Paglia for Palin and phony baloney

Camille Paglia, in the November Salon.com issue, has this to say about Sarah Palin in a lengthy piece that also deals with Barack Obama and a lot more:

I like Sarah Palin, and I’ve heartily enjoyed her arrival on the national stage. As a career classroom teacher, I can see how smart she is — and quite frankly, I think the people who don’t see it are the stupid ones, wrapped in the fuzzy mummy-gauze of their own worn-out partisan dogma. So she doesn’t speak the King’s English — big whoop! There is a powerful clarity of consciousness in her eyes. She uses language with the jumps, breaks and rippling momentum of a be-bop saxophonist. I stand on what I said (as a staunch pro-choice advocate) in my last two columns — that Palin as a pro-life wife, mother and ambitious professional represents the next big shift in feminism. Pro-life women will save feminism by expanding it, particularly into the more traditional Third World.

As for the Democrats who sneered and howled that Palin was unprepared to be a vice-presidential nominee — what navel-gazing hypocrisy! What protests were raised in the party or mainstream media when John Edwards, with vastly less political experience than Palin, got John Kerry’s nod for veep four years ago? And Gov. Kathleen Sebelius of Kansas, for whom I lobbied to be Obama’s pick and who was on everyone’s short list for months, has a record indistinguishable from Palin’s. Whatever knowledge deficit Palin has about the federal bureaucracy or international affairs (outside the normal purview of governors) will hopefully be remedied during the next eight years of the Obama presidencies.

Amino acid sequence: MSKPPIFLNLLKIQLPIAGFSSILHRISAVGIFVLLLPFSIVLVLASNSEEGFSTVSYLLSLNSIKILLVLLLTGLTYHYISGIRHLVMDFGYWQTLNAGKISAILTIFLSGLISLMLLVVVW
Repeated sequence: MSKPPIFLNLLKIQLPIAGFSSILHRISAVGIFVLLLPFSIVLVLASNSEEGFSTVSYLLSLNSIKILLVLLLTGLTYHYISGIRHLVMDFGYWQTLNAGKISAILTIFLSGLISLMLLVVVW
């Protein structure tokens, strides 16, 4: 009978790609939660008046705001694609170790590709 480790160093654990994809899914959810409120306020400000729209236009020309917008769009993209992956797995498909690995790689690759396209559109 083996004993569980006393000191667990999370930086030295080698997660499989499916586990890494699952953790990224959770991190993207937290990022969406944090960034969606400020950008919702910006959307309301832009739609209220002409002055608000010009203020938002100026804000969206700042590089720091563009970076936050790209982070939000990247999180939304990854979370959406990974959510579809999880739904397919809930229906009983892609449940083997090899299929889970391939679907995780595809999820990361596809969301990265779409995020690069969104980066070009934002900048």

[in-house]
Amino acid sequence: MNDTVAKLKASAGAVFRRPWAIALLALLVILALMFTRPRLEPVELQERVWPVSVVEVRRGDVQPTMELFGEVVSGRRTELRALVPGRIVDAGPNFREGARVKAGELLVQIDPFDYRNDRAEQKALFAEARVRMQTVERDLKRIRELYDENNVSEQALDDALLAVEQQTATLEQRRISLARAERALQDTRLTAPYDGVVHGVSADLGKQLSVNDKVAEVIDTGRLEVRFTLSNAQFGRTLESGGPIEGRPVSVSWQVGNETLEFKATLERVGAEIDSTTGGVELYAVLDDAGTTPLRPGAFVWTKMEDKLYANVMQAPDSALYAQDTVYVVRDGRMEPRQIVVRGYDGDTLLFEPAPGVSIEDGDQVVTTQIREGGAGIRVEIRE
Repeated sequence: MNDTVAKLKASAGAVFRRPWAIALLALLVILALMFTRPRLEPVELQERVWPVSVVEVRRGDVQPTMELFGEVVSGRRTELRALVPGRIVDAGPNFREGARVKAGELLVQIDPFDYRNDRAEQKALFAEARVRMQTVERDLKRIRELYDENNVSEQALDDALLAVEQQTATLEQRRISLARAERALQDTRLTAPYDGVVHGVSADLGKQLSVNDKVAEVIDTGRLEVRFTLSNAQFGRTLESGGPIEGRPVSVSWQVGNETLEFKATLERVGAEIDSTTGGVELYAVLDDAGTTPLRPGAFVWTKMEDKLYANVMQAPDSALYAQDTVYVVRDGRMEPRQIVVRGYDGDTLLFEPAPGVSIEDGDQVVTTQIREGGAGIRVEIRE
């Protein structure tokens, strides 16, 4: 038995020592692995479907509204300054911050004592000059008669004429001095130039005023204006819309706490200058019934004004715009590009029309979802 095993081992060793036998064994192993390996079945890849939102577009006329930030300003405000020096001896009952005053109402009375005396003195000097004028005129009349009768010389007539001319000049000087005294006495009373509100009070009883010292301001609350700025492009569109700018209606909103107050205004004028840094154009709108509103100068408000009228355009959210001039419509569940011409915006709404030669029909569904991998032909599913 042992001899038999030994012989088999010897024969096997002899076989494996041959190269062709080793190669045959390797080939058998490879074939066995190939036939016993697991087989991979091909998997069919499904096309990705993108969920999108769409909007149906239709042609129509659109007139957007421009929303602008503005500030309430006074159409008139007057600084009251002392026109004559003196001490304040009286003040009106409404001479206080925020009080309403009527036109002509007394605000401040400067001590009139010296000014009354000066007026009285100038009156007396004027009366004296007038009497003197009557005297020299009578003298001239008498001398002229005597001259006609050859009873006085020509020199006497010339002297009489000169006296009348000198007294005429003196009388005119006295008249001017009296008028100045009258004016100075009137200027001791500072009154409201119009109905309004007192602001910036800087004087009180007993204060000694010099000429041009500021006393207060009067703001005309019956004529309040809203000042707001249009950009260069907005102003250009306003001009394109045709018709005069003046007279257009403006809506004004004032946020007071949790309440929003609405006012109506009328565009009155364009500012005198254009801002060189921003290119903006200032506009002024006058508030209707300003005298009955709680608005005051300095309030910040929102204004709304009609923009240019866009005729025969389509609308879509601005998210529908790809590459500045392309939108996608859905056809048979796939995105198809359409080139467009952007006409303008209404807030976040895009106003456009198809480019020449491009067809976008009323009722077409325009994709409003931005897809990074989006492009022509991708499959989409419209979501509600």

The U.S. Senate as a career option? What a claustrophobic, nitpicking comedown for an energetic Alaskan — nothing but droning committees and incestuous back-scratching. No, Sarah Palin should stick to her governorship and just hit the rubber-chicken circuit, as Richard Nixon did in his long haul back from political limbo following his California gubernatorial defeat in 1962. Step by step, the mainstream media will come around, wipe its own mud out of its eyes, and see Palin for the populist phenomenon that she is.

Years ago, I read Paglia’s books — blogged about her version of feminism here. Paglia almost always takes the devil’s advocate position on issues — which always stimulates heated (but worthwhile) discussions.
While I don’t really agree with Paglia’s assessment of Palin’s political potential, I understand that there’s always a possibility. Who really knows what fuels Palin at her core; she was played and used by her party and the press.